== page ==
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The Ghost Of Put Options Past

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Berkshire, once again, laboring under the cloud of the long dated index puts the firm has sold, has hit five year lows. The fear is that collapsing indexes, against which Berkshire has written a number of long dated puts to unknown counterparties (-cough- Goldman -cough-) will cause writedowns in the coming quarterlies. True, Berkshire doesn't have to pay out on these instruments until 2019 at the earliest, but that's not stopping the panic and it drove Berkshire Class A shares down to $73,677.30 this afternoon. Shares have since recovered some, but the cloud lingers.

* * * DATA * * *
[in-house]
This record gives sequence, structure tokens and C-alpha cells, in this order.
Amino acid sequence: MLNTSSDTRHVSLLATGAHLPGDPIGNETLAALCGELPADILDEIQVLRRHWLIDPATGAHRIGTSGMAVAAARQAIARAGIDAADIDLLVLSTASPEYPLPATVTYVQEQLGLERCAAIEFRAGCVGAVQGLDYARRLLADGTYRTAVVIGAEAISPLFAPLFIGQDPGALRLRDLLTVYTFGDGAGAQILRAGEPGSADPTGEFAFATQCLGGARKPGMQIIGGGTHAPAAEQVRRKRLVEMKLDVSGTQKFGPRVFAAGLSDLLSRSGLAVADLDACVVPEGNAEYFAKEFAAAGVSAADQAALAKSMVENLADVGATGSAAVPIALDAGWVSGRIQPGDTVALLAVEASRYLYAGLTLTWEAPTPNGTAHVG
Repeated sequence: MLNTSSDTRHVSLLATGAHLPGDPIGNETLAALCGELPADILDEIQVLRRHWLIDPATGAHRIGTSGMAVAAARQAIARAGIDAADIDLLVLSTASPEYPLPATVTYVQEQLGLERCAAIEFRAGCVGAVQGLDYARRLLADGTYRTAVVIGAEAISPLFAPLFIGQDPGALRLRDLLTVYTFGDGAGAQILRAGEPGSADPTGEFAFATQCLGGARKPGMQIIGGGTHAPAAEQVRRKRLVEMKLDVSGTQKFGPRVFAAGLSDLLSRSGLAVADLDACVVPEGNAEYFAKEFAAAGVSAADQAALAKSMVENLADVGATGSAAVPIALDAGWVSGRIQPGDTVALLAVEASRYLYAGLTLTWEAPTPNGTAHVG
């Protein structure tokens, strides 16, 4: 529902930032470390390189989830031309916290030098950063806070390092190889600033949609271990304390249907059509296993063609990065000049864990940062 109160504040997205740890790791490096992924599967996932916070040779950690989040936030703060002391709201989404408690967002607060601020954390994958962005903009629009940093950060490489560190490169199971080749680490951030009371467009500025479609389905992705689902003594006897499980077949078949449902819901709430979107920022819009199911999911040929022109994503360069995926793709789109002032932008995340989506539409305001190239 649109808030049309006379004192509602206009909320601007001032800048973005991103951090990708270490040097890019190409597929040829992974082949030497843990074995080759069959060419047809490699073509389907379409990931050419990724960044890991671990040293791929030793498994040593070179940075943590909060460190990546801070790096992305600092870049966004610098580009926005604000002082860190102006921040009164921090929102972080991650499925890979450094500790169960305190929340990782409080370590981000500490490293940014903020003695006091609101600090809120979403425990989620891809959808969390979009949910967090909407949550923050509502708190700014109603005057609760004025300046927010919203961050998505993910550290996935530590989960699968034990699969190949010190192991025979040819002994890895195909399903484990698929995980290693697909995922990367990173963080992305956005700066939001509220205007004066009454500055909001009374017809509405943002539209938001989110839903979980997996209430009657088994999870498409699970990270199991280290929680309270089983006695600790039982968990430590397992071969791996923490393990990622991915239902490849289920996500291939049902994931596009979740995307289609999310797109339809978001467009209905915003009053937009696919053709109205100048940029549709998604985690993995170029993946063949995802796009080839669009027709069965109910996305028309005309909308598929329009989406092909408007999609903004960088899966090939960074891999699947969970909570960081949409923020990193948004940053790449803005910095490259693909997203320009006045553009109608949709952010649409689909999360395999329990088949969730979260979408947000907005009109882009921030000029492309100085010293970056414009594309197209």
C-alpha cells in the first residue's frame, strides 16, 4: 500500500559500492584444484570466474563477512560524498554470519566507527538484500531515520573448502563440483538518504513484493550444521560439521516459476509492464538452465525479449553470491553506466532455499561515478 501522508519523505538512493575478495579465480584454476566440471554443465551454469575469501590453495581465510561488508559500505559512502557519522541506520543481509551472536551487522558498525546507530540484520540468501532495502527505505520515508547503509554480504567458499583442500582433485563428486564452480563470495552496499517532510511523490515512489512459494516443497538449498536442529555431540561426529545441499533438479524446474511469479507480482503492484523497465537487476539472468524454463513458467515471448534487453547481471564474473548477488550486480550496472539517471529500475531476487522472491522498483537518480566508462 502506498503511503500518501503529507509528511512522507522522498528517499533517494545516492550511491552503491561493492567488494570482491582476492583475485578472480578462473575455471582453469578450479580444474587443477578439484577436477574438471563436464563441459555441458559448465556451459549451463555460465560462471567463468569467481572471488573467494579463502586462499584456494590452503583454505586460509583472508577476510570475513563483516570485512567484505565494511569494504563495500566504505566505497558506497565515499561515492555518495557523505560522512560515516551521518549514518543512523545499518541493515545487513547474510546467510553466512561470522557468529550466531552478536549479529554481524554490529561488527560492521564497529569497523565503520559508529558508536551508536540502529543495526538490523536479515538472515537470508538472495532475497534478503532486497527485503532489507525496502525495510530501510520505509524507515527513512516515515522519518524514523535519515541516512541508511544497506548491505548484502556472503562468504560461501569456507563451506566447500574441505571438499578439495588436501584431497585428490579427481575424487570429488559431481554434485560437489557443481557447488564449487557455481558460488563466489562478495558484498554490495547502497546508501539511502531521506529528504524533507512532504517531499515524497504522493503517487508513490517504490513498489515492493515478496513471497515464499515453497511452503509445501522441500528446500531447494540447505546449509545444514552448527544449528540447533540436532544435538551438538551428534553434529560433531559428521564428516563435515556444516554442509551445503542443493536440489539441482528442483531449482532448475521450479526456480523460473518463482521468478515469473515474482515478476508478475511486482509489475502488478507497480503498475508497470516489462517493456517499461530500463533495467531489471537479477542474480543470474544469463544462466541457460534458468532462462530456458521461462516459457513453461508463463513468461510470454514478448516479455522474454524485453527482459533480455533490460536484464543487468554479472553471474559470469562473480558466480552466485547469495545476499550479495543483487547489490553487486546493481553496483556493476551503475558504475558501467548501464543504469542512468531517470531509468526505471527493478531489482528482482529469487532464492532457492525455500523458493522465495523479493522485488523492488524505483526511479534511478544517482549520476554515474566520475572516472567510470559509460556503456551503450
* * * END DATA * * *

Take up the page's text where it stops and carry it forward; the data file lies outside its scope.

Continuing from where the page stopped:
As we've mentioned before, the options are European style (i.e. cannot be exercised before the expiration date) and Berkshire is apparently not required to put up collateral based on the price of the options or their underlying, but rather only in the event the firm itself suffers some sort of impairment. (There aren't a lot of details here, but we suspect this means a credit downgrade or a significant cash crisis). In a way, this has made Berkshire stock a proxy for global index expectations. Insofar as Charlie and Warren don't care about stock price, this probably doesn't mean much- except that now might be a good time to buy back some stock.
Buffett's Berkshire Drops to Lowest in Five Years [Bloomberg]